The greatest strength of this book might double as its greatest weakness. Cashore's first two books, GRACELING and FIRE, focused on female protagonists absurdly powerful through magical gifts they never earned. By the premises alone, we have empowering, dynamic characters and clear, complex themes that condense to the paradox of gifts that are as much curses as blessings. BITTERBLUE, however, focuses on a "normal" woman. True, she's a queen with a terrifying past that led her to take the throne before puberty, but if we're fixated on magical normalcy (Is that an oxymoron?), then Bitterblue is of the non-gifted majority. Her personal strength - emotional, intellectual, and physical - must come from her character and effort alone. Greatest strength of the book - no contest - and I admire Cashore for branching out this way. Unfortunately, the end result is a somewhat unfocused story. Bitterblue never struck me as a remarkable or unique character and her battle remains rather abstract to the end, more about her inner conflict with doubt and a traumatic past than any external struggles. I liked the book throughout, but I kept waiting to love it and that never happened. When I finished, I almost thought I must be missing pages. Any resolution is...gentle. Not quite open ended, but leaning more that way than towards a tidy wrap-up.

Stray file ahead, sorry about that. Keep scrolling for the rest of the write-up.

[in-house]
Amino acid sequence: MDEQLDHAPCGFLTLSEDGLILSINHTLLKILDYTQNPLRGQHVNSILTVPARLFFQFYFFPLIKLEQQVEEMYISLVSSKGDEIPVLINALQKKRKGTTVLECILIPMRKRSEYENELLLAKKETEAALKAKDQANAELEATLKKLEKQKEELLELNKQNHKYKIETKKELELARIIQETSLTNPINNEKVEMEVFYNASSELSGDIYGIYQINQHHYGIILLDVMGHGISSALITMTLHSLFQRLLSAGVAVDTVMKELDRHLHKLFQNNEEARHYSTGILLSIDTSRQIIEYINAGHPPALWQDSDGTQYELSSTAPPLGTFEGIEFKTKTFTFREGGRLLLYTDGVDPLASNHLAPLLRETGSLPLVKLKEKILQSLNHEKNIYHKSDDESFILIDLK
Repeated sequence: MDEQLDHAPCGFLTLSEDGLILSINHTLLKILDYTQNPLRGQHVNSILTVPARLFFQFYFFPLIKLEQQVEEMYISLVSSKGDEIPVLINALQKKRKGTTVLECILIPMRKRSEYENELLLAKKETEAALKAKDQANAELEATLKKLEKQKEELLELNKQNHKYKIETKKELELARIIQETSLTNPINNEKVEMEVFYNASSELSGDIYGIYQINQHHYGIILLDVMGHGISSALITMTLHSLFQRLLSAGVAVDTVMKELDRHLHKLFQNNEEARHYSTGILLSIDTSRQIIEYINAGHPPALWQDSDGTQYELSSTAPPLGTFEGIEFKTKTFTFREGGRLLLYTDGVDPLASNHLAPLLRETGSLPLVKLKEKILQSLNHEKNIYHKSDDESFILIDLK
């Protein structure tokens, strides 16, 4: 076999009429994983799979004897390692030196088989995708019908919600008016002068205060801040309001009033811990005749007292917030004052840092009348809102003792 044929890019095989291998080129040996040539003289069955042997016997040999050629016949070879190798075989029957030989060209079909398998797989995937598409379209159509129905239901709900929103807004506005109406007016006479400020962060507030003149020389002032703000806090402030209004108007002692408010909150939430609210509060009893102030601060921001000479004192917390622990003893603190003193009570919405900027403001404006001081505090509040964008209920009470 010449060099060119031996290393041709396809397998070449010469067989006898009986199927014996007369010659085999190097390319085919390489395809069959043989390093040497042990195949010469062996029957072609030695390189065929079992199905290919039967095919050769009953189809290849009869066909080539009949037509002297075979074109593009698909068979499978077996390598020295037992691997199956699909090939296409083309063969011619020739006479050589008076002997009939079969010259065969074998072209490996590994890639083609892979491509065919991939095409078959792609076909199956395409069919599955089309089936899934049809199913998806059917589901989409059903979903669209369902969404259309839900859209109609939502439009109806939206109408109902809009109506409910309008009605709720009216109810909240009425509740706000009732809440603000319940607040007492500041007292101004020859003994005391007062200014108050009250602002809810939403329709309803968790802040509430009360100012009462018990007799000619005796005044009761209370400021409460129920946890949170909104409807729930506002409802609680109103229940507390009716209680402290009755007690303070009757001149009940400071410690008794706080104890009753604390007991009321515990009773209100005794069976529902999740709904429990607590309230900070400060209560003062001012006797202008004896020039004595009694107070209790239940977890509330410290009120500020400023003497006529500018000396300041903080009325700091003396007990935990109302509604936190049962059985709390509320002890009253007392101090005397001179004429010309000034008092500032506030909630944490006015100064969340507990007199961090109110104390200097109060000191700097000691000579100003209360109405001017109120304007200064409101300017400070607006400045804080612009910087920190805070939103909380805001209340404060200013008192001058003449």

Fans of GRACELING and FIRE will enjoy seeing characters they recognize weave in and out of the plot. I relished seeing Katsa and Po's romance through another character's eyes. Understandably, Bitterblue talks about how such a passionate, all consuming love sometimes makes those outside of the couple feel immensely lonely and unfulfilled. However, I still wish the FIRE and GRACELING worlds remained apart. While this novel reveals some fascinating connections between the two previous books and characters, there's a "tip of the iceberg" sense that makes the end feel more like the start of another book. (Perhaps intended?)